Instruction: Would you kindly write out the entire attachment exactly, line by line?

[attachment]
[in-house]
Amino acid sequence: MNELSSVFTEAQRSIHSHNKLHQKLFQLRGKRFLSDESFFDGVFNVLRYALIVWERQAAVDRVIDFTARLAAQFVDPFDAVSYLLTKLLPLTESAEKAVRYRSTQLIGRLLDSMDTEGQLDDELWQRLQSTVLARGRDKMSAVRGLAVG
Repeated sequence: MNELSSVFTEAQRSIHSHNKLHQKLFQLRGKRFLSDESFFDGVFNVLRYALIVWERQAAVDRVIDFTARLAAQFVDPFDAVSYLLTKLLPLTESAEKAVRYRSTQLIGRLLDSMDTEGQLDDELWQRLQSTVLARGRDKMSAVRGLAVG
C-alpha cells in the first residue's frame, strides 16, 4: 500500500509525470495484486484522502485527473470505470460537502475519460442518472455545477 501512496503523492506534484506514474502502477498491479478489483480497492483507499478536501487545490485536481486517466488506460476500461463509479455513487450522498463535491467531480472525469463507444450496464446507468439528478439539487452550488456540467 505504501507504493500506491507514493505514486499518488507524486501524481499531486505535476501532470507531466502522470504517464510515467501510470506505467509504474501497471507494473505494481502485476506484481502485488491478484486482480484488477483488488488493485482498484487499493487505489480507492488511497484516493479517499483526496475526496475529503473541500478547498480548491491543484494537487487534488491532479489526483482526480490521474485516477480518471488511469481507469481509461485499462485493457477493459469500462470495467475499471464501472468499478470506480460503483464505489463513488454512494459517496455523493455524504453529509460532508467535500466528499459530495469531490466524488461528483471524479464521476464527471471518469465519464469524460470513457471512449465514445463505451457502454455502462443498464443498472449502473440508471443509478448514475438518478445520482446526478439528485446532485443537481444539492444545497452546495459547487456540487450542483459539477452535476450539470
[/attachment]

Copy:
[in-house]
Amino acid sequence: MNELSSVFTEAQRSIHSHNKLHQKLFQLRGKRFLSDESFFDGVFNVLRYALIVWERQAAVDRVIDFTARLAAQFVDPFDAVSYLLTKLLPLTESAEKAVRYRSTQLIGRLLDSMDTEGQLDDELWQRLQSTVLARGRDKMSAVRGLAVG
Repeated sequence: MNELSSVFTEAQRSIHSHNKLHQKLFQLRGKRFLSDESFFDGVFNVLRYALIVWERQAAVDRVIDFTARLAAQFVDPFDAVSYLLTKLLPLTESAEKAVRYRSTQLIGRLLDSMDTEGQLDDELWQRLQSTVLARGRDKMSAVRGLAVG
C-alpha cells in the first residue's frame, strides 16, 4: 500500500509525470495484486484522502485527473470505470460537502475519460442518472455545477 501512496503523492506534484506514474502502477498491479478489483480497492483507499478536501487545490485536481486517466488506460476500461463509479455513487450522498463535491467531480472525469463507444450496464446507468439528478439539487452550488456540467 505504501507504493500506491507514493505514486499518488507524486501524481499531486505535476501532470507531466502522470504517464510515467501510470506505467509504474501497471507494473505494481502485476506484481502485488491478484486482480484488477483488488488493485482498484487499493487505489480507492488511497484516493479517499483526496475526496475529503473541500478547498480548491491543484494537487487534488491532479489526483482526480490521474485516477480518471488511469481507469481509461485499462485493457477493459469500462470495467475499471464501472468499478470506480460503483464505489463513488454512494459517496455523493455524504453529509460532508467535500466528499459530495469531490466524488461528483471524479464521476464527471471518469465519464469524460470513457471512449465514445463505451457502454455502462443498464443498472449502473440508471443509478448514475438518478445520482446526478439528485446532485443537481444539492444545497452546495459547487456540487450542483459539477452535476450539470